In this episode Philip Sternwood and Laurel Gray meet to discuss her "budding film career." In the previous episode, he specifically told Laurel to look at Ida Lupino's The Hitch-Hiker. Her response: "Is it okay if we talk about Ida Lupino? The Hitch-Hiker blew me away!"
Ida Lupino recognized that women directors weren't getting a fair shake in Hollywood and decided to show the guys what film noir looked like when a doll was in charge.
"Well before Kathryn Bigelow made Point Break (1991) let alone becoming the first woman to win the Academy Award for directing with The Hurt Locker (2008), there was Ida Lupino. Ida was a well regarded actress appearing in High Sierra and They Drive by Night both in 1940 with Humphrey Bogart among many others. She had plenty of sex appeal like the other ladies on the silver screen but she also appeared to be something of a tough broad. She always retained an alluring femininity but looked like she could take it and dish it out, too. That was no mere screen persona as the actress constantly fought for roles that had more meaning balking at parts that just exploited her. During one of those career hiatus points she and her husband formed a production company. They set out to make films with a social consciousness and were attracted to the pressing issues of the day. Ida Lupino fell very naturally into directing. She stepped in for a director on one of their pictures who had taken ill. Soon after she directed Outrage (1950), a controversial film that dealt realistically with the impact of rape." – Steven Ruskin, AVManiacs.com.
Ida Lupino literally didn't waste a second in grabbing the audience by the throat. "This is the true story of a man and a gun and a car. The gun belonged to the man. The car might have been yours–or that young couple across the aisle. What you will see in the next seventy minutes could have happened to you. For the facts are actual."
According to Murderpedia, "In 1950, a short time after being released from prison, [William "Cock-Eyed" Cook] flagged down a car and forced a family of five to drive aimlessly through four states. After seventy-two hours of driving he shot all five family members and their dog. When he got to California he commandeered another car and shot the driver in Yuma, Arizona. He was finally arrested by Mexican police six hundred miles south of Tijuana."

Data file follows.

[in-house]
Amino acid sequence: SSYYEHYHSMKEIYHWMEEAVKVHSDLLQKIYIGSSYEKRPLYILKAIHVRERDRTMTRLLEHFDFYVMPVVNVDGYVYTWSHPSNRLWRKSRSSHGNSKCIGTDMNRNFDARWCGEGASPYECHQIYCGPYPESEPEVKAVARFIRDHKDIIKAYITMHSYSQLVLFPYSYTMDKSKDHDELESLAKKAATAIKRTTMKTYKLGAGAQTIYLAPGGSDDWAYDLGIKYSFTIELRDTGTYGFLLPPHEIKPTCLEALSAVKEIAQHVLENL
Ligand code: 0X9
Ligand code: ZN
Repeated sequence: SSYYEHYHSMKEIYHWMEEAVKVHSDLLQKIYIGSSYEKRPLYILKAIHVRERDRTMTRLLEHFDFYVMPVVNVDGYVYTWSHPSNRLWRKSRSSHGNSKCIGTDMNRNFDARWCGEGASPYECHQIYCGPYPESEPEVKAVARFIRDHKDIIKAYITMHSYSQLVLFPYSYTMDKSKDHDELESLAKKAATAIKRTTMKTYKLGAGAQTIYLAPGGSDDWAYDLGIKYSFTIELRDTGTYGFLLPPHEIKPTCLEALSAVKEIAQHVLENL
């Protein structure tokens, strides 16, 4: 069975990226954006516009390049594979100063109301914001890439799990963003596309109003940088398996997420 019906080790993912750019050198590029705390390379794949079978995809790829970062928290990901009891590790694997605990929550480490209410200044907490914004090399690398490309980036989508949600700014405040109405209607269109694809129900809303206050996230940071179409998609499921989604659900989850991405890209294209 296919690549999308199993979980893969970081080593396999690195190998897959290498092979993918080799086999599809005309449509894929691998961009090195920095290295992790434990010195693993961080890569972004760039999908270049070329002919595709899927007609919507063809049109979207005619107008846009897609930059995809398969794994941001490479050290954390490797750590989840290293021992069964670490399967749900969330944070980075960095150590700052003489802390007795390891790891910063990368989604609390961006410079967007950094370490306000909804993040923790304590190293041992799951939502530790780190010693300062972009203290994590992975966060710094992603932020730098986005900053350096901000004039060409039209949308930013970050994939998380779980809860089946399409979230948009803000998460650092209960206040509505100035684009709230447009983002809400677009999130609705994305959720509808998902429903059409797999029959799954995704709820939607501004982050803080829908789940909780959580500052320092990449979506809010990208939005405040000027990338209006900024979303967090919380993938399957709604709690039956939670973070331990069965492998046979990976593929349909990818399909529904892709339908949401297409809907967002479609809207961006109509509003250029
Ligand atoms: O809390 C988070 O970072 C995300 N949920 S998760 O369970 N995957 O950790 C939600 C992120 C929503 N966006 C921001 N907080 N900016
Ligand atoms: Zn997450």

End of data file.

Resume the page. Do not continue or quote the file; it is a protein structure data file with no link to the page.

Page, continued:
In addition to directing, Ida Lupino had say in the movie poster's design and tag line. Who'll be his next victim...YOU?" How successful was she at drawing you into the film with this quasi-documentary, true story technique? How would you compare this approach to Humphrey Bogart hostage noirs like The Desperate Hours, The Petrified Forest, or other hostage films that come to mind?
Lupino referred to herself as Mother on set and had a director's chair with "Mother of Us All" embroidered on the back. She made The Hitch-Hiker at a time of male uncertainty. Women had joined the workforce in droves to manufacture the weaponry of World War II. It was the men returning from World War II who faced challenges.
"The American cinema of the late 1940s was booming with directors like Samuel Fuller and Nicholas Ray, who were attracted to stories about thorny social issues and ordinary folk. These narratives fascinated Lupino, who later made half a dozen films focusing on topics once considered taboo for the commercial film industry–unwanted pregnancy, polio, bigamy, and women competing in a world of men." MoMA notes to Ida Lupino: Mother Directs
Can you site some examples of how Lupino's social consciousness and maternal instincts play out in the course of this taut little noir?
"I think it was his eye! yes, it was this! He had the eye of a vulture --a pale blue eye, with a film over it. Whenever it fell upon me, my blood ran cold; and so by degrees --very gradually --I made up my mind to take the life of the old man, and thus rid myself of the eye forever." Edgar Allan Poe, "The Tell-Tale Heart"
We know that the real-life killer on whom William Tallman's character Emmett Myers was based was "Cock-Eyed," so it wasn't necessarily a directorial or acting choice to give him an unusual eye, but it has an effect.
In his Twenty Four Frames review, John Greco writes "William Talman’s performance as the psychotic killer with a paralyzed right eye that remains open making it difficult for his prisoners to know when he was sleeping, is outstanding. It’s an unforgettable creepy performance packed with rage and terror. There is nothing good about this man."
In a LOL moment from Out of the Past: Investigating Film Noir "Episode 7: The Hitch-Hiker," Richard Edwards agrees with Poe. "You want to murder him because this guy freaks you out."
Well, does he freak you out? How would you rank William Tallman's performance within the pantheon of creepy villians?
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